An Analysis of Melanoma Cell Type in Uveal Melanoma Following Treatment Failure
American Journal of Ophthalmology
October’s issue

It is not always clear why therapy for uveal melanoma fails. Char et al. tried to determine whether an increase (or progression) in the degree of malignancy according to cytologic or histopathologic criteria corresponded with failure of intraocular melanoma control.

This was a retrospective case control study from a single institution in California. Uveal melanoma patients had either fine-needle aspiration biopsy followed by irradiation and later enucleation or an eyewall resection followed by enucleation. The classification was based on serial histology or cytopathologyand histology, reanalyzed in a masked manner. The main outcome measures were change in the predominant tumor cell type, local tumor control and metastases.

There was no significant correlation between a change in melanoma cell type and failure to control intraocular melanoma. Similarly, the latency between treatment and enucleation was actually less (but not statistically so) in tumors that showed no increase in melanoma malignancy cell type compared with those that had a more malignant cell type on serial examination.

The authors conclude that there was no correlation between a change to more malignant cell type and local control failure in patients treated either with radiation or eyewall resection for uveal melanoma.

Clinical Significance of Central Corneal Thickness in the Management of Glaucoma
Archives of Ophthalmology
2004;122(9):1270–1275

Does determination of central corneal thickness have an effect on the clinical management of patients with glaucoma and glaucoma suspects? Shih et al. evaluated this question in a cross-sectional retrospective study of 188 consecutive patients with diagnoses of glaucoma and glaucoma suspects.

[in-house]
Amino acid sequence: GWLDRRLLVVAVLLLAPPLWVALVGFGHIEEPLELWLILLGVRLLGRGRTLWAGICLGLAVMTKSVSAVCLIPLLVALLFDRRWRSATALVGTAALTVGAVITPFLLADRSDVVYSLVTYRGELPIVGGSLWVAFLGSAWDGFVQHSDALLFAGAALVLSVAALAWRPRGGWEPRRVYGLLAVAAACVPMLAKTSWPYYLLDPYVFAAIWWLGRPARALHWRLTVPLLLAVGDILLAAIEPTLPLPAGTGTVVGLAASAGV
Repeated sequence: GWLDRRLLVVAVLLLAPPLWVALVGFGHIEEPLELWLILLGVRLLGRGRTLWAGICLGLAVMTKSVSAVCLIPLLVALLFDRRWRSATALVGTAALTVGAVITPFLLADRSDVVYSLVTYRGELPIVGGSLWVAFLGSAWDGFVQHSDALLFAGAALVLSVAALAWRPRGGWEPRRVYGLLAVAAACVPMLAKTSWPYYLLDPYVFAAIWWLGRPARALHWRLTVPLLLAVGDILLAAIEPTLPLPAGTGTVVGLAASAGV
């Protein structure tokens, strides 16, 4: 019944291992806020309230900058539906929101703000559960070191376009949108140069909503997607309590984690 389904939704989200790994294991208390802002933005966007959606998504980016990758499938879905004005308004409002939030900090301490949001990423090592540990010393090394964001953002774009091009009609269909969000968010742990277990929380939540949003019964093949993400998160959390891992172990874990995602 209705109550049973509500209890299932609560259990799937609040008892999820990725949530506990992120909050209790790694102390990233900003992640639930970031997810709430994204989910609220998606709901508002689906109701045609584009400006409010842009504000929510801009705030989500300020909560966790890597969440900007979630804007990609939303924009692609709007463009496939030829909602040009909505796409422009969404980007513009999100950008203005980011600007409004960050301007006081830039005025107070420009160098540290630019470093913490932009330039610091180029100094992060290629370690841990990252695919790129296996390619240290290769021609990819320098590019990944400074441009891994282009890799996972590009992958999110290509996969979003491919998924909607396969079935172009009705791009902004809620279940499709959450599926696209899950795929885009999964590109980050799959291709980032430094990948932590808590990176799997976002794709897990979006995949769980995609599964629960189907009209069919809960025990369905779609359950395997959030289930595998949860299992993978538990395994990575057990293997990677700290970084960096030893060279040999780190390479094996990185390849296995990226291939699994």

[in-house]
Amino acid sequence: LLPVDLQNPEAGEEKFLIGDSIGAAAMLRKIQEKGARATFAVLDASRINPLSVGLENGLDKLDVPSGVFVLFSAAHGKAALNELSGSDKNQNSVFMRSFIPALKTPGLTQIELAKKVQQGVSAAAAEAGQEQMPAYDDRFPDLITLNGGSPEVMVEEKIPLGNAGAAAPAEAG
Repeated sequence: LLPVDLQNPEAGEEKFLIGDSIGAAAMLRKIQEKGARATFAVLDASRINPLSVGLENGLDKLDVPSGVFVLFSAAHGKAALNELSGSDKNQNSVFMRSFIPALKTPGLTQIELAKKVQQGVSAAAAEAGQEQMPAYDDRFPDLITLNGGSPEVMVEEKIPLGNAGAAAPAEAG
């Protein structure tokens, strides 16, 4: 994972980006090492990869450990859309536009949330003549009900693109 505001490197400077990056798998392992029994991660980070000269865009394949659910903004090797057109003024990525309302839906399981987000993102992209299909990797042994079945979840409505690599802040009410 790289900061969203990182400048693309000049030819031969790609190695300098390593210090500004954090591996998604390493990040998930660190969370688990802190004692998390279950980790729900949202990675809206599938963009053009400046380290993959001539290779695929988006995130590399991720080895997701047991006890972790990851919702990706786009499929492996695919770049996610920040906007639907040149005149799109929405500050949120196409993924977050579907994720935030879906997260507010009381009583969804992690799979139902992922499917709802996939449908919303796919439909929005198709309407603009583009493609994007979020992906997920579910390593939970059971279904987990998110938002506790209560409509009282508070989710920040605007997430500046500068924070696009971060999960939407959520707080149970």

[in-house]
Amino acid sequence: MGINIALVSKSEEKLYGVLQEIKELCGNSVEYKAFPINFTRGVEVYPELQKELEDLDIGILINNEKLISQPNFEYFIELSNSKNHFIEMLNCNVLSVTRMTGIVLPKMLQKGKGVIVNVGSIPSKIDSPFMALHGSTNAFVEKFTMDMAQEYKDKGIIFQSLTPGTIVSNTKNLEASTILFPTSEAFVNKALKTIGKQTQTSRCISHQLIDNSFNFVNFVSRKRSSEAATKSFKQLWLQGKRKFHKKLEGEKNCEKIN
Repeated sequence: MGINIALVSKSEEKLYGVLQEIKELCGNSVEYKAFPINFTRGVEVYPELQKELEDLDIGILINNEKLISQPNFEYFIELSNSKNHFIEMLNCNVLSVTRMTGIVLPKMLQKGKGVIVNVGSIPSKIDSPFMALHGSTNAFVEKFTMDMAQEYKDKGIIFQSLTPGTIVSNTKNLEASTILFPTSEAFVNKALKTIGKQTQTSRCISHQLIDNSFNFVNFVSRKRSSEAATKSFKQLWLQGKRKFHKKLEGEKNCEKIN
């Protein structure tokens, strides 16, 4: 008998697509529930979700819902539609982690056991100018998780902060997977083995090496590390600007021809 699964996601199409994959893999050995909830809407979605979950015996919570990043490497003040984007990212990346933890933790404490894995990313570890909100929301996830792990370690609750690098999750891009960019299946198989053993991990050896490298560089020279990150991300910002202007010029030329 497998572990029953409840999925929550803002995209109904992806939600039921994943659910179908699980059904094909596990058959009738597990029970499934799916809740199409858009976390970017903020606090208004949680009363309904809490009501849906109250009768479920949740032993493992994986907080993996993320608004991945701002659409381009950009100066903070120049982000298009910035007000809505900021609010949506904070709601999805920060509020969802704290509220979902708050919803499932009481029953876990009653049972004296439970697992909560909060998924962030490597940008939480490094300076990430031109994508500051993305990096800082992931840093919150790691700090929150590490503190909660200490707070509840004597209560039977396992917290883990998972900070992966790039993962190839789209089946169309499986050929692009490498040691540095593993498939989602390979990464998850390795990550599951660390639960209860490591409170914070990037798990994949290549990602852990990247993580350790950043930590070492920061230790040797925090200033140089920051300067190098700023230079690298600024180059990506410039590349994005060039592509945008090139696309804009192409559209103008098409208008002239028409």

After obtaining both mean ultrasound pachymetry and Goldmann applanation tonometry measurements, IOPs were corrected using linear and mathematical (Orssengo-Pye) algorithms. Measurement-significant outcomes (defined as IOP adjustments of 1.5 mmHg or greater) with the linear correction scale and Orssengo-Pye algorithm were observed in 105 (55.9 percent) and 119 (63.3 percent) patients, respectively. In addition, outcomes-significant results (IOP adjustments of 3 mmHg or greater) were obtained in 36 (20.2 percent) and 80 (42.6 percent) patients, respectively. Based on these IOP adjustments, changes in glaucoma medical therapy and in recommendations for glaucoma laser and incisional surgeries were observed.

In summary, pachymetry-measured central corneal thickness has a significant effect on the clinical management of patients with glaucoma and glaucoma suspects.

Topical Gatifloxacin in the Treatment of Mycobacterium chelonae Keratitis
Archives of Ophthalmology
2004;122(8):1166–1169